Short on cash, Fairfield board grapples with long-range school projects
The Fairfield Board of Education has a dilemma.
Its Long Range Facilities Plan for 2011-2015, which was a topic of discussion Tuesday night, has a total price tag of $38 million. That's about $11 million more than First Selectman Kenneth Flatto said he will allot in the capital improvement projects budgets over the next five years.
More worrisome is the fact that several board members believe some estimates in the long-range plan are low estimates. Approximately $6.2 million, for example, is slated for Riverfield Elementary School to address a host of issues. However, if the school were to get a full-fledged addition, along with tackling the entire check list of capital items, the project would more likely cost around $8.5 million.
Several members suggested the district hire a professional estimator to better determine the cost for work to 16 different schools as well as the Early Childhood Center at Fairfield Warde High School.
"How can you go and make a real good argument (to other town bodies) if you don't have that information?" asked board member Perry Liu.
While the Long Range Facilities Plan document has a total price tag of $38 million, the board was also simultaneously discussing another document, Enclosure 6, focusing on school buildings strictly from an educational standpoint, and has a higher price tag -- $54.8 million. However, that money would cure space deficiencies in educational facilities across the district.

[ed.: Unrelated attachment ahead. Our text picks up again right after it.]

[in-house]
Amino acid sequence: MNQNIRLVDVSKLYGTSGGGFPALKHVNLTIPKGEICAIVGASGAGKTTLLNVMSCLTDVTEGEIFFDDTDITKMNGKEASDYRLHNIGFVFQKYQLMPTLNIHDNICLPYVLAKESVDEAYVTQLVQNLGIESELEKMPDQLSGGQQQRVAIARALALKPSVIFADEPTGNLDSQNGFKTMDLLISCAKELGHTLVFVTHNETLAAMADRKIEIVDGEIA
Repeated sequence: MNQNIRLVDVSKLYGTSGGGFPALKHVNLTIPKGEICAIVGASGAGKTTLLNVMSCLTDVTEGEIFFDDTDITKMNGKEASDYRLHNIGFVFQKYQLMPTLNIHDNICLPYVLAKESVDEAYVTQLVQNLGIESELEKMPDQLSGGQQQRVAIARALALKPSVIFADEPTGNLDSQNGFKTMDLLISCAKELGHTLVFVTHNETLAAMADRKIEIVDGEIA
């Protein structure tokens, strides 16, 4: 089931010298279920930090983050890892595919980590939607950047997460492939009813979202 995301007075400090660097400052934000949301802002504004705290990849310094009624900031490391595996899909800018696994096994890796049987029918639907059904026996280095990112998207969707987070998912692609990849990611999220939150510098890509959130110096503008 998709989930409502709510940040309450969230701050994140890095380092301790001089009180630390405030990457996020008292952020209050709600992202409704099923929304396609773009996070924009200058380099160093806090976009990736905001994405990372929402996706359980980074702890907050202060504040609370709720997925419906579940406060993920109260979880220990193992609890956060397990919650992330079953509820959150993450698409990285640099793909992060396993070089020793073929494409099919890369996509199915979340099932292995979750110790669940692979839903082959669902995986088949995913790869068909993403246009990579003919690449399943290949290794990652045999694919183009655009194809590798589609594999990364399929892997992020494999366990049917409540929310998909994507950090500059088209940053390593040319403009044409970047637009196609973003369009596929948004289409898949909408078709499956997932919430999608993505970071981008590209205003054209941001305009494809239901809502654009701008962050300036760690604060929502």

BOE member Tim Kery said if Flatto holds steadfast to his plan to allocate no more than $27 million over the next five years, then the board must set priorities.
Catherine Albin said it wouldn't be prudent to approve anything at this time, Enclosure 5 or Enclosure 6. Rather, she said, members of the school board need to communicate with members of the other town bodies that will vote on the proposed long-range plan "because anything we approve will have holes shot through it on day one."
Chairman John Miola suggested the board could possibly, perhaps at its early March meeting, move forward with things that need to be addressed in the first year of the five-year long range plan.
"I think our focus should be what do we want to do for next year," Mitola said.
Vice Chairman Pam Iacono said the board should reach consensus on what projects need to be addressed sooner rather than later, and rank them, instead of the schools simply listing the projects in alphabetical order on the Long Range Facilities Plan summary.
"It's nice to have a multi-year plan," said member Paul Fattibene. "But my biggest interest and concern is the next fiscal year. Let's take one year at a time because the next fiscal year is going to be difficult."
"Our job is to determine the need," said Kery. A vote on the long-range plan for the board's March 8 meeting, according to Mitola.